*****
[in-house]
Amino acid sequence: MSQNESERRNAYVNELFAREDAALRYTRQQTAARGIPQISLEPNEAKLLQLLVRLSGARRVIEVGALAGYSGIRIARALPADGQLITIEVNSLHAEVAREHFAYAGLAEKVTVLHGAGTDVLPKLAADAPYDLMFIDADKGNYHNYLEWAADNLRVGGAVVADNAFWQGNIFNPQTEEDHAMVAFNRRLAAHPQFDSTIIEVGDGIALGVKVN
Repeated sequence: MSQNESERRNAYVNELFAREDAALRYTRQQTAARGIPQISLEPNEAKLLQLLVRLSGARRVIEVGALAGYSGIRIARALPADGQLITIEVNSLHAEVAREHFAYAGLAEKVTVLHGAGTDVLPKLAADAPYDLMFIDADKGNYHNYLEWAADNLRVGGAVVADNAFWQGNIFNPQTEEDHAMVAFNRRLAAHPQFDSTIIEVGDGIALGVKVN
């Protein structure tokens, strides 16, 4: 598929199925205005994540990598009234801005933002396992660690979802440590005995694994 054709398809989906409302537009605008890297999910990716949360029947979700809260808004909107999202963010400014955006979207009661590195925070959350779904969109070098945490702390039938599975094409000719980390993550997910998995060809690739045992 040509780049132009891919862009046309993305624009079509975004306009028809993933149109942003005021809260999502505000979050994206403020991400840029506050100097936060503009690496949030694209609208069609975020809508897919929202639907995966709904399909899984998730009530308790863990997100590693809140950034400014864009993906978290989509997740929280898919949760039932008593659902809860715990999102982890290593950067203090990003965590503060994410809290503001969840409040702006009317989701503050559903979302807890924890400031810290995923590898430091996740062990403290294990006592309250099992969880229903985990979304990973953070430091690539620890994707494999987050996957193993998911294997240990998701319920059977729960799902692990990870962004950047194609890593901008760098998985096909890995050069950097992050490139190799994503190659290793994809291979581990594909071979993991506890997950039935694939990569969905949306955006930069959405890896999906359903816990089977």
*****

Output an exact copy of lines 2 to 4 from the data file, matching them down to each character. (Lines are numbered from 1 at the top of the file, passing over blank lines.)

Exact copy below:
Amino acid sequence: MSQNESERRNAYVNELFAREDAALRYTRQQTAARGIPQISLEPNEAKLLQLLVRLSGARRVIEVGALAGYSGIRIARALPADGQLITIEVNSLHAEVAREHFAYAGLAEKVTVLHGAGTDVLPKLAADAPYDLMFIDADKGNYHNYLEWAADNLRVGGAVVADNAFWQGNIFNPQTEEDHAMVAFNRRLAAHPQFDSTIIEVGDGIALGVKVN
Repeated sequence: MSQNESERRNAYVNELFAREDAALRYTRQQTAARGIPQISLEPNEAKLLQLLVRLSGARRVIEVGALAGYSGIRIARALPADGQLITIEVNSLHAEVAREHFAYAGLAEKVTVLHGAGTDVLPKLAADAPYDLMFIDADKGNYHNYLEWAADNLRVGGAVVADNAFWQGNIFNPQTEEDHAMVAFNRRLAAHPQFDSTIIEVGDGIALGVKVN
């Protein structure tokens, strides 16, 4: 598929199925205005994540990598009234801005933002396992660690979802440590005995694994 054709398809989906409302537009605008890297999910990716949360029947979700809260808004909107999202963010400014955006979207009661590195925070959350779904969109070098945490702390039938599975094409000719980390993550997910998995060809690739045992 040509780049132009891919862009046309993305624009079509975004306009028809993933149109942003005021809260999502505000979050994206403020991400840029506050100097936060503009690496949030694209609208069609975020809508897919929202639907995966709904399909899984998730009530308790863990997100590693809140950034400014864009993906978290989509997740929280898919949760039932008593659902809860715990999102982890290593950067203090990003965590503060994410809290503001969840409040702006009317989701503050559903979302807890924890400031810290995923590898430091996740062990403290294990006592309250099992969880229903985990979304990973953070430091690539620890994707494999987050996957193993998911294997240990998701319920059977729960799902692990990870962004950047194609890593901008760098998985096909890995050069950097992050490139190799994503190659290793994809291979581990594909071979993991506890997950039935694939990569969905949306955006930069959405890896999906359903816990089977």